Due to the code they were using, they obviously thought that the presence of the header indicated that a proxy had been used and that the original country of origin was the spoofed IP address in this modified header rather than the value in REMOTE_ADDR header

Whilst this code is not so common anymore it can still be a good idea to "confuse" servers by supplying multiple IP addresses in headers that can be modified to make it look like a more legitimate request.

As the actual REMOTE_ADDR header is set by the outbound server you cannot easily change it. However you can supply a comma delimited list of IP's from various locations in headers such as X-FORWARDED-FOR, HTTP_X_FORWARDED, HTTP_VIA and the many others that proxies, gateways, and different servers use when passing HTTP requests along the way.

Plus you never know, if you are trying to obtain content that is blocked from your country of origin then this old technique may still work. It all depends on the code they use to identify the country of an HTTP requests origin.

6. Follow unconventional redirect methods.

Remember there are many levels of being able to block a scrape so making it look like a real request is the ideal way of getting your content. Some sites will use intermediary pages that have a META Refresh of "0" that then redirect to the real page or use JavaScript to do the redirect such as:

<body onload="window.location.href=''">


function redirect(){

Therefore you want a good super scraper tool that can handle this kind of redirect so you don't just return adverts and blank pages. Practice those regular expressions!

7. Act human.

By only making one GET request to the main page and not to any of the images, CSS or JavaScript files that the page loads in you make yourself look like a BOT.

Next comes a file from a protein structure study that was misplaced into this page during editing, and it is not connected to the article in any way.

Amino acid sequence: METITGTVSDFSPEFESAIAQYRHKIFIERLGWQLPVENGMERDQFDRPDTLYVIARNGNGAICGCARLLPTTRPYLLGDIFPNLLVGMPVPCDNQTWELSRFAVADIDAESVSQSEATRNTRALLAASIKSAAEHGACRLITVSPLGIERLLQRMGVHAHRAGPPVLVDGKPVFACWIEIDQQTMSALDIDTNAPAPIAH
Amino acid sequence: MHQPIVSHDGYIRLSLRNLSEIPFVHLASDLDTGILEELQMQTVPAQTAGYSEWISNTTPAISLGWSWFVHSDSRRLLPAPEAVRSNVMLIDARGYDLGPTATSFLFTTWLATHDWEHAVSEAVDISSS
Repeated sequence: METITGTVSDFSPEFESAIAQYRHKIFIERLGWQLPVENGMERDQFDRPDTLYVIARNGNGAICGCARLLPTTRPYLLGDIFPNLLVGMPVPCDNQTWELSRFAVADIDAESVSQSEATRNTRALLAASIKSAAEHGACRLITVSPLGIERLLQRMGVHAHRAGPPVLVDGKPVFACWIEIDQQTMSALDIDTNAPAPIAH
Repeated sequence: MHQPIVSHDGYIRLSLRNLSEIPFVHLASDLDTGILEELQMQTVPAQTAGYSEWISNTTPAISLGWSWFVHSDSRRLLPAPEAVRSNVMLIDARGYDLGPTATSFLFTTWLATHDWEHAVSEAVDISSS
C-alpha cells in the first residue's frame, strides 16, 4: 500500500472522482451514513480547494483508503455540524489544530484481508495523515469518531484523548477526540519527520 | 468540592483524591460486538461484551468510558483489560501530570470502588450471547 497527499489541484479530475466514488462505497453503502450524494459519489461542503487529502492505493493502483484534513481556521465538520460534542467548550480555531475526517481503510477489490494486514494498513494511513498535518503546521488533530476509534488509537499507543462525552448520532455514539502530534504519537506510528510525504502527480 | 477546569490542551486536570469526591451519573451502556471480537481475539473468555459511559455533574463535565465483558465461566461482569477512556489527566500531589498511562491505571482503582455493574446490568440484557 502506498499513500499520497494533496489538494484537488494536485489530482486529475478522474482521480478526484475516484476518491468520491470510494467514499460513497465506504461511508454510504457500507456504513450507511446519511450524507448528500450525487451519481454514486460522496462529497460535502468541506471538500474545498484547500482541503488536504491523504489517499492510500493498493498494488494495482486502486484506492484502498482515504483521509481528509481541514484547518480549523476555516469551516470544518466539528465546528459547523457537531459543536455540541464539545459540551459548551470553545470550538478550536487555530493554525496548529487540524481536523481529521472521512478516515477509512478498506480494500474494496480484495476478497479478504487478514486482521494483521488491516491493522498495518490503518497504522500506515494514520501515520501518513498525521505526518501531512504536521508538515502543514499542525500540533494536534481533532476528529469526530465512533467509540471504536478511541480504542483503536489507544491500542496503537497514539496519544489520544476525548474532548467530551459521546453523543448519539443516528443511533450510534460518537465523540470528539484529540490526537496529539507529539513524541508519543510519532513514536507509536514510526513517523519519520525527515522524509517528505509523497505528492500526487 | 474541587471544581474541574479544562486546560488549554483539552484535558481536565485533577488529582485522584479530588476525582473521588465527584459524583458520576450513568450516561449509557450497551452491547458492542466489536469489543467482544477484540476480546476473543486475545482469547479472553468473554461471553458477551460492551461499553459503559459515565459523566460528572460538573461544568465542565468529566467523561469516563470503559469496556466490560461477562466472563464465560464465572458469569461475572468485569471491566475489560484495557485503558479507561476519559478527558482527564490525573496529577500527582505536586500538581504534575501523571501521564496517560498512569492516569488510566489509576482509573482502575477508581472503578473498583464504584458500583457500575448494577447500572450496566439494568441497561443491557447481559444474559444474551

If you look through a log file it is easy to spot Crawlers and BOTs because they don't obtain these extra files and as a log file is mainly sequential you can easily spot the requests made by one IP or User-Agent just by scanning down the file and noticing all the single GET requests from that IP to different URLS. 

If you really want to mask yourself as human then use a regular expression or HTML parser to get all the related content as well.

Look for any URLS within SRC and HREF attributes as well as URLS contained within JavaScript that are loaded up with AJAX. It may slow your own code down plus use up more of your own bandwidth as well as the server you are scraping but it will disguise you much better and make it harder for anyone looking at a log file to distinguish you from a BOT with a simple search.

8. Remove tracking codes from your URL's.

This is so that when the SEO "guru" looks at their stats they don't confuse their tiny little minds by not being able to work out why it says 10 referrals from Twitter but only 8 had JavaScript enabled or had the tracking code they were using for a feed. This makes it look like a direct, natural request to the page rather than a redirect from an RSS or XML feed.